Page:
The 2008 financial crisis was a major event, equivalent in its initial scope—if not its duration—to the Great Depression of the 1930s. At the time, many commentators said that we were witnessing a crisis of capitalism, proof that the free market system was inherently unstable. Government officials who participated in efforts to mitigate its effects claim that their actions prevented a complete meltdown of the world’s financial system, an idea that has found acceptance among academic and other observers, particularly the media. These views culminated in the enactment of the Dodd-Frank Act that is founded on the notion that the financial system is inherently unstable and must be controlled by government regulation.
"We can thank God that there are still judges out there who seek to protect religious freedom, namely those at the U.S. Court of Appeals in Chicago who decided a few days ago that Obamacare infringes on that freedom," rights advocate Dan Weber said.
I want to wish all of the veterans out there a very happy Veterans Day. As many of you know, our district is home to more than 100,000 veterans and that makes today a very special day in our area. If you see a veteran today, please let them know we’re thinking about them and we appreciate everything they have done for this country.
It’s been a relatively slow week in Washington. The main news of the week is already splashed all over everybody’s screens, so I’m not going to pile on too much more. I’ll just leave it at this: The President’s healthcare plan isn’t exactly performing as promised. Saturday Night Live joked about the website, saying that is was only designed to handle six users at a time. As it turned out, back in the real world, only six people actually registered successfully the first day. Supporters remain hopeful that the government’s ability to manage the entire United States’ healthcare system is better than their ability to manage a complicated website. Some of us remain a little… skeptical
As you’d expect, a lot of people on both sides of the fence have been asking me why I decided to vote against the “deal” that would end the shutdown and raise the debt ceiling by another several hundred billion dollars.
"There's a foul odor emanating from the nation's capital that should have Americans wrinkling their noses. It's the stench of a political power-grab undertaken by ideologues intent on usurping the Constitutional rights of the people," according to Dan Weber, president of the Association of Mature American Citizens.
With everything going on this week, I want to take a moment to give you the background you need on two things: First, I want to try to explain exactly what the debt ceiling is, what the deadline of October 17th means, and what the practical implications are – for better or worse. Second, I want to give you the best insight I can as to where things stand in the negotiations.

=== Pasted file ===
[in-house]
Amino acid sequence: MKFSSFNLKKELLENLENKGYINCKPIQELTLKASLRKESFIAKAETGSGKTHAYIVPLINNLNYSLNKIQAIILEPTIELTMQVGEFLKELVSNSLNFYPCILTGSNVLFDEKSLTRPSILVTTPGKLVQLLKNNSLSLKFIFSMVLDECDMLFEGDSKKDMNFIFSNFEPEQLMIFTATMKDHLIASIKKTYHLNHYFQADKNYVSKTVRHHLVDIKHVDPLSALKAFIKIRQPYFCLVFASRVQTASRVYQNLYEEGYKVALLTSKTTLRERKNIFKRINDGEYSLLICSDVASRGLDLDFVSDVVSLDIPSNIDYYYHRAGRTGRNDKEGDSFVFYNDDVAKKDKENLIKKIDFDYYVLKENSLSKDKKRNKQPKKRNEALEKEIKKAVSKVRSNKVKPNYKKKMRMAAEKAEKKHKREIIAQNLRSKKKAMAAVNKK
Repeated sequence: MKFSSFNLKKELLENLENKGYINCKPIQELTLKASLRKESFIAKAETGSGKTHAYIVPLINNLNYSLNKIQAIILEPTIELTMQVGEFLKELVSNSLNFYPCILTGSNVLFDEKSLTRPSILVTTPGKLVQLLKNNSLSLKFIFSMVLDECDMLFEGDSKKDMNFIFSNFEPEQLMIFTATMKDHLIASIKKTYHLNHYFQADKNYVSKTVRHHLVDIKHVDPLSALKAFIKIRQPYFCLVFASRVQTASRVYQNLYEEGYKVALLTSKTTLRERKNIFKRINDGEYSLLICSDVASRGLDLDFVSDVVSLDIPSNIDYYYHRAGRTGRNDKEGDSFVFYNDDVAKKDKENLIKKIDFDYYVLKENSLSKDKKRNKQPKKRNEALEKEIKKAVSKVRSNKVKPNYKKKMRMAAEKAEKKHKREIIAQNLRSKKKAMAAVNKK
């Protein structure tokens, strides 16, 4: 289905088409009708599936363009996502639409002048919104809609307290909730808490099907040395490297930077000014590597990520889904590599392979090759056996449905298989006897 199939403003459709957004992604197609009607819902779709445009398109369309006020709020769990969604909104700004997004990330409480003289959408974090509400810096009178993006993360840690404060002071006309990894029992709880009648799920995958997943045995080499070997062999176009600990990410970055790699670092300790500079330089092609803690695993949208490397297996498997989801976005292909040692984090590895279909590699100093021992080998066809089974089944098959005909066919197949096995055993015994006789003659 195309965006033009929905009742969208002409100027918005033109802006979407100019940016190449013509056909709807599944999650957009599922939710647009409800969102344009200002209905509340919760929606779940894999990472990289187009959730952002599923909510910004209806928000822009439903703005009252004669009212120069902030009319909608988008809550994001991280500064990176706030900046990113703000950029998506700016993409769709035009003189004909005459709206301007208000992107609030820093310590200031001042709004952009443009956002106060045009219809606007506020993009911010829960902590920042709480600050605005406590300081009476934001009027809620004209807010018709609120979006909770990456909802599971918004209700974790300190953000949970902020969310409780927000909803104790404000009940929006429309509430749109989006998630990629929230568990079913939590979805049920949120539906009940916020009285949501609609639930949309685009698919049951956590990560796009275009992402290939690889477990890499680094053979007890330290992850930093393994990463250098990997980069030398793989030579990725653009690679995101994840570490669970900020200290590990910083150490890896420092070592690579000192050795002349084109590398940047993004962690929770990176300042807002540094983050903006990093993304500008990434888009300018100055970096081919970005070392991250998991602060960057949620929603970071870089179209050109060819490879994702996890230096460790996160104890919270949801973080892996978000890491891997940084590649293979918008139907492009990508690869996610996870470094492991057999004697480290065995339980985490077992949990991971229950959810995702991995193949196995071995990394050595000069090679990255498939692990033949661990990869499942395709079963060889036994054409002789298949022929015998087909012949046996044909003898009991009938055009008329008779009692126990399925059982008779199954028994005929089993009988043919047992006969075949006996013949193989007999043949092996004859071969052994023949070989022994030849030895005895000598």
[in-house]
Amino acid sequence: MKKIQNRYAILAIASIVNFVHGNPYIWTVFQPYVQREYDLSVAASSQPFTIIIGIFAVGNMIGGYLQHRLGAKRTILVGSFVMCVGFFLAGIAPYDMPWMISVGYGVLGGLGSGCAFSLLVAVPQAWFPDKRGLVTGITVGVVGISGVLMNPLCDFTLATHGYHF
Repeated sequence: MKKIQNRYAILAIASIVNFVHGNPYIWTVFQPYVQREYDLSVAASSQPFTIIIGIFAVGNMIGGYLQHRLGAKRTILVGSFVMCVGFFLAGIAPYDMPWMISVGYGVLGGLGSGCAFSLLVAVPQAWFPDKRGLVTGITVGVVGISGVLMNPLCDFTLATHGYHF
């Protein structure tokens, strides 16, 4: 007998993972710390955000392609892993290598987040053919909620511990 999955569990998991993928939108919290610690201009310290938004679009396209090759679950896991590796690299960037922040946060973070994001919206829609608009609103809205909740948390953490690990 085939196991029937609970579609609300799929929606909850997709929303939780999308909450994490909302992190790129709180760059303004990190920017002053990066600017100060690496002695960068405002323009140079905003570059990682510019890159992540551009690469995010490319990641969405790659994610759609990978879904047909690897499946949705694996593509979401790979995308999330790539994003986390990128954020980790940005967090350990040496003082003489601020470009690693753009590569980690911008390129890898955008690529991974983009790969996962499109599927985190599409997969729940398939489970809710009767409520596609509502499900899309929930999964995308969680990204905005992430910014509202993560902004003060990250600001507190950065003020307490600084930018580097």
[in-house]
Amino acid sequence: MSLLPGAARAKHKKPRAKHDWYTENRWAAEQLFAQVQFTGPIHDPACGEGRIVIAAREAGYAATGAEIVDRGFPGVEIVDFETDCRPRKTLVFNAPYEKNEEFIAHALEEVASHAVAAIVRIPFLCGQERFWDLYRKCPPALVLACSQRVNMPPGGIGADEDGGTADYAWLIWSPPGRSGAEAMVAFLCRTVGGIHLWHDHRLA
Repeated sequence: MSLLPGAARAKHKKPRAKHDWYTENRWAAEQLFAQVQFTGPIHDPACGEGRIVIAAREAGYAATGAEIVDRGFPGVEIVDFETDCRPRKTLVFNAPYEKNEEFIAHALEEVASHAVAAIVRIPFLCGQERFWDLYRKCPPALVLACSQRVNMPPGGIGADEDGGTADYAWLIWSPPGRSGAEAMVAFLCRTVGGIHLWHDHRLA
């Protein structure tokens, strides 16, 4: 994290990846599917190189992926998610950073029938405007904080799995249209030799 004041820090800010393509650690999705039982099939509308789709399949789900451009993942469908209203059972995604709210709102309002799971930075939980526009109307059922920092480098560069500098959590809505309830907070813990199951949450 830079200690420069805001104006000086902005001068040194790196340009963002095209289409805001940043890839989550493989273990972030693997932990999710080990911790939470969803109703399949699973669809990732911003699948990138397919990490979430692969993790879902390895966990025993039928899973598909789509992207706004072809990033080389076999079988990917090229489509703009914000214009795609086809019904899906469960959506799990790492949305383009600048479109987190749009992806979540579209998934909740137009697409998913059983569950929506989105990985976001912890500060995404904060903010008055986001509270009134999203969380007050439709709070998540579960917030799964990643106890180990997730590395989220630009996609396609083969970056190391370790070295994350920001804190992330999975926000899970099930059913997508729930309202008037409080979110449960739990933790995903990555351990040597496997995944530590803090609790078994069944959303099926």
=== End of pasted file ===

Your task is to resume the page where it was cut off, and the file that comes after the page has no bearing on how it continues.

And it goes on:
The average American household has drastically cut personal spending, according to a new Gallup research report. "So, why can't the Democrats in Congress get together with their Republican colleagues in Congress and make federal spending cuts in exchange for the Obama administration's demands for a hike in the nation's debt ceiling," Dan Weber, president of the Association of Mature American Citizens asked.
"Life isn't fair and President Obama and the Senate Democrats who gave us Obamacare pressed the point this week. They adamantly refused to negotiate a compromise to keep the federal government open for business in exchange for a little time and effort to tweak a few unpalatable kinks in the Affordable Care Act," Dan Weber, president of the Association of Mature American Citizens, commented.
On Saturday night, the House sent the Senate a third proposal (the first two defunded or delayed implementation of the Affordable Care Act). The third proposal included funding for the government and attached the repeal of the Medical Device Tax.
On Friday afternoon, the House passed a bill to fund the government at current levels without providing funding to implement or enforce the President’s healthcare law. Supporters of the law argue that this is just a silly political stunt – that we’re just trying to oppose anything the President puts forward. I can’t speak for anybody else, but what I can tell you is where I stand on repealing, replacing, and defunding (if necessary) Obamacare.